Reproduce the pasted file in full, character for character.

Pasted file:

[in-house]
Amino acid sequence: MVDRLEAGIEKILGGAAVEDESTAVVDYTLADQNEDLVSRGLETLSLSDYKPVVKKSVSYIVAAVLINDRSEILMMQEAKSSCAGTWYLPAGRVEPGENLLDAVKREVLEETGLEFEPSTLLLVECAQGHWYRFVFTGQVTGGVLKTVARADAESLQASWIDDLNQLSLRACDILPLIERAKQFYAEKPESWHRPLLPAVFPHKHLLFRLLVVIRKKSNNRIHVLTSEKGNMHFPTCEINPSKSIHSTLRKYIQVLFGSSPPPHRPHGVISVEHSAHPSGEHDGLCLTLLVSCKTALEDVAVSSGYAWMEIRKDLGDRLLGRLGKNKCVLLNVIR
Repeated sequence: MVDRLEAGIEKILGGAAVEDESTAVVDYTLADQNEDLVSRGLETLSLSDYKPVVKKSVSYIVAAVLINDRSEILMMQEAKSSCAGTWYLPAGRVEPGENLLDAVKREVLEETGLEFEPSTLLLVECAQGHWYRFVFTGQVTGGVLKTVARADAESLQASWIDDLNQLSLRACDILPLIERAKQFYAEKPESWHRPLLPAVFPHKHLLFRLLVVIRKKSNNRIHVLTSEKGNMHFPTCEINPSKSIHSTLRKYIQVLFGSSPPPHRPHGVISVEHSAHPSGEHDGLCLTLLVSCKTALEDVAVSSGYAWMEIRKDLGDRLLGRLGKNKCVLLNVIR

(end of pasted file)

[in-house]
Amino acid sequence: MVDRLEAGIEKILGGAAVEDESTAVVDYTLADQNEDLVSRGLETLSLSDYKPVVKKSVSYIVAAVLINDRSEILMMQEAKSSCAGTWYLPAGRVEPGENLLDAVKREVLEETGLEFEPSTLLLVECAQGHWYRFVFTGQVTGGVLKTVARADAESLQASWIDDLNQLSLRACDILPLIERAKQFYAEKPESWHRPLLPAVFPHKHLLFRLLVVIRKKSNNRIHVLTSEKGNMHFPTCEINPSKSIHSTLRKYIQVLFGSSPPPHRPHGVISVEHSAHPSGEHDGLCLTLLVSCKTALEDVAVSSGYAWMEIRKDLGDRLLGRLGKNKCVLLNVIR
Repeated sequence: MVDRLEAGIEKILGGAAVEDESTAVVDYTLADQNEDLVSRGLETLSLSDYKPVVKKSVSYIVAAVLINDRSEILMMQEAKSSCAGTWYLPAGRVEPGENLLDAVKREVLEETGLEFEPSTLLLVECAQGHWYRFVFTGQVTGGVLKTVARADAESLQASWIDDLNQLSLRACDILPLIERAKQFYAEKPESWHRPLLPAVFPHKHLLFRLLVVIRKKSNNRIHVLTSEKGNMHFPTCEINPSKSIHSTLRKYIQVLFGSSPPPHRPHGVISVEHSAHPSGEHDGLCLTLLVSCKTALEDVAVSSGYAWMEIRKDLGDRLLGRLGKNKCVLLNVIR